Heating and Cooling
The first step in calculating the heating and cooling loads is to establish the project’s heating design criteria:
- • Ambient dry-bulb or wet-bulb temperature (or relative humidity), wind direction and speed
- • Site elevation above sea level, latitude
- • Space dry-bulb or wet-bulb temperature (or relative humidity), ventilation air
- • Internal or process heating or cooling and exhaust air requirements
- • Hours of operation of the areas or spaces to be heated or cooled (day, night, weekday, weekends, and holidays).
Even when the owner or user has established the project design criteria, the designer should determine that they are reasonable.
The winter outdoor design temperature should be based preferably on a minimum temperature that will not be exceeded for 99 percent of the total hours in the months of December, January, and February (a total of 2160 h) in the northern hemisphere and the months of June, July, and August in the southern hemisphere (a total of 2208 h). However, for energy conservation considerations, some government agencies and the American Society of Heating, Refrigeration, and Air Conditioning Engineers (ASHRAE) Standard 90-75, Energy Conservation in New Building Design, require the outdoor winter design temperature to be based on a temperature that will not be exceeded 97.5 percent of the same total heating hours.
Similarly, the summer outdoor design dry-bulb temperature should be based on the lowest dry-bulb temperature that will not be exceeded 2l /2 percent of the total hours in June through September (a total of 2928 h) in the northern hemisphere and in December through March in the southern hemisphere (a total of 2904 h). For energy conservation reasons, some government agencies require the outdoor summer design temperature to be based on a dry-bulb temperature that will not be exceeded 5 percent of the same total cooling hours.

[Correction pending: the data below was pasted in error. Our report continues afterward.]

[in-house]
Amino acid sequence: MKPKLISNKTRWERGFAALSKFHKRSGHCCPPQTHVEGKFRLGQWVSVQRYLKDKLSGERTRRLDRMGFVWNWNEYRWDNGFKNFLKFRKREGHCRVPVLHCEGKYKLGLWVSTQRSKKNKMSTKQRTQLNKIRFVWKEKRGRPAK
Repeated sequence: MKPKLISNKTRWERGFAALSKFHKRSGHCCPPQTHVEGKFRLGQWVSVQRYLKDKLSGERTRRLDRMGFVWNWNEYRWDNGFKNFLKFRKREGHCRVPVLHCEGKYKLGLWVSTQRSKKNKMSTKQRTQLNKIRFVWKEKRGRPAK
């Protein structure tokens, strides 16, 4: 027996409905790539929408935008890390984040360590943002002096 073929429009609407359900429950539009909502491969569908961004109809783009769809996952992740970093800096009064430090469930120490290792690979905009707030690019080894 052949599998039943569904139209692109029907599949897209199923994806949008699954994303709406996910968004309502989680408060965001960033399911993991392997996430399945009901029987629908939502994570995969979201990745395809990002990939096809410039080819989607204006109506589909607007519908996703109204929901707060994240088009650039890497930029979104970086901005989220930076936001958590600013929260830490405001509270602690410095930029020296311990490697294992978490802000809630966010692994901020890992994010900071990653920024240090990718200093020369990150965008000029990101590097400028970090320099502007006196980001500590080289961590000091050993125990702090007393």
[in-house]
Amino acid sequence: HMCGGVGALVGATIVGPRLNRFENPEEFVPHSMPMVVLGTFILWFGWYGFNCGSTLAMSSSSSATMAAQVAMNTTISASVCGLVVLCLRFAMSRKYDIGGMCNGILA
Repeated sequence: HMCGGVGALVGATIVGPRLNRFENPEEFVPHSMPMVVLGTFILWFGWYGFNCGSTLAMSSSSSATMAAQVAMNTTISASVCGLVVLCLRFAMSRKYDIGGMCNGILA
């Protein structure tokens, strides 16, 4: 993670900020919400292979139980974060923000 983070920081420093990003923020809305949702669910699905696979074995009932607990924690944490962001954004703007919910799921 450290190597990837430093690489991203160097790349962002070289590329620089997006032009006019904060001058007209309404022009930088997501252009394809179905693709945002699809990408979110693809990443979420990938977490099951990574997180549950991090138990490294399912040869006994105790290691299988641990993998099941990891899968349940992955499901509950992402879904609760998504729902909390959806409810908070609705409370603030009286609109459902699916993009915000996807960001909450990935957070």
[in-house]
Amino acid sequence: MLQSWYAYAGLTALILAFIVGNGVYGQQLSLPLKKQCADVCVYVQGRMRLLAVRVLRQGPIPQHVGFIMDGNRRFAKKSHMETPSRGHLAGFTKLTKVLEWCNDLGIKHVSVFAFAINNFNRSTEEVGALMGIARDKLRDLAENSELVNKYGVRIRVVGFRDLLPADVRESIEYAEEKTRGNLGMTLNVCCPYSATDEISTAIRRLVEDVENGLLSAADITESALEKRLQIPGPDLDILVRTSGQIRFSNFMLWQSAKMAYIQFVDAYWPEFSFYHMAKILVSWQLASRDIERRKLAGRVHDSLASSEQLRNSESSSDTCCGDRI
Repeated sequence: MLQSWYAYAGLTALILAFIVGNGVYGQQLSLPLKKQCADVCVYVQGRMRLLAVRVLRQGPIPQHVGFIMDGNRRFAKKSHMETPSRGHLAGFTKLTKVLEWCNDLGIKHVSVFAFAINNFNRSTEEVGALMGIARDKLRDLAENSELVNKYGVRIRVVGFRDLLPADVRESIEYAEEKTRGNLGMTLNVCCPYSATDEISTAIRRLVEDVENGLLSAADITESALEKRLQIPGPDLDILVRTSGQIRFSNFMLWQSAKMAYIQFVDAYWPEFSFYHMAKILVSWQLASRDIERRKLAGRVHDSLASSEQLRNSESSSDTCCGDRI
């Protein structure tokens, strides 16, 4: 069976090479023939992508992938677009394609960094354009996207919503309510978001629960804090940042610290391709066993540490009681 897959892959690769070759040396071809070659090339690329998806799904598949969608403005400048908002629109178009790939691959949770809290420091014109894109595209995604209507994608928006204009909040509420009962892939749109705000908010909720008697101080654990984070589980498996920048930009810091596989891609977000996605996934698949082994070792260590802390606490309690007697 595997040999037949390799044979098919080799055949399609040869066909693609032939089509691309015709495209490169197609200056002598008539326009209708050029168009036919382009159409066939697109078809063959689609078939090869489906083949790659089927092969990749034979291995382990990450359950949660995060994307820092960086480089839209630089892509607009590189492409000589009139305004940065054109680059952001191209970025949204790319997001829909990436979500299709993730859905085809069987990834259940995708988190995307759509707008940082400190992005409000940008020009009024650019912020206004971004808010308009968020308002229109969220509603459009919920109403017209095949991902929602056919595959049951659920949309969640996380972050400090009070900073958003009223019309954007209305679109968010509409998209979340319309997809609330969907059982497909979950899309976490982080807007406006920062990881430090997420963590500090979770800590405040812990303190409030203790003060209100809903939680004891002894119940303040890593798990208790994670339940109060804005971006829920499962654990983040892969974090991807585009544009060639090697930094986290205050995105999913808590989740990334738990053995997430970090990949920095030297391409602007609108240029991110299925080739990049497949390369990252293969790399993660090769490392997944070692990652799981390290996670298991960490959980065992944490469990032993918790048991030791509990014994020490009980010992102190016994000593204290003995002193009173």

The U.S. government has set 680 F (2O0C) as the maximum design indoor temperature for personnel comfort during the heating season in areas where employees work. In manufacturing areas the process requirements govern the actual temperature. From an energy conservation point of view, if a process requires a space temperature greater than 50 F (2.80C) above or below 680 F (2O0C), the space should, if possible, be treated separately and operate independently from the general personnel comfort areas.
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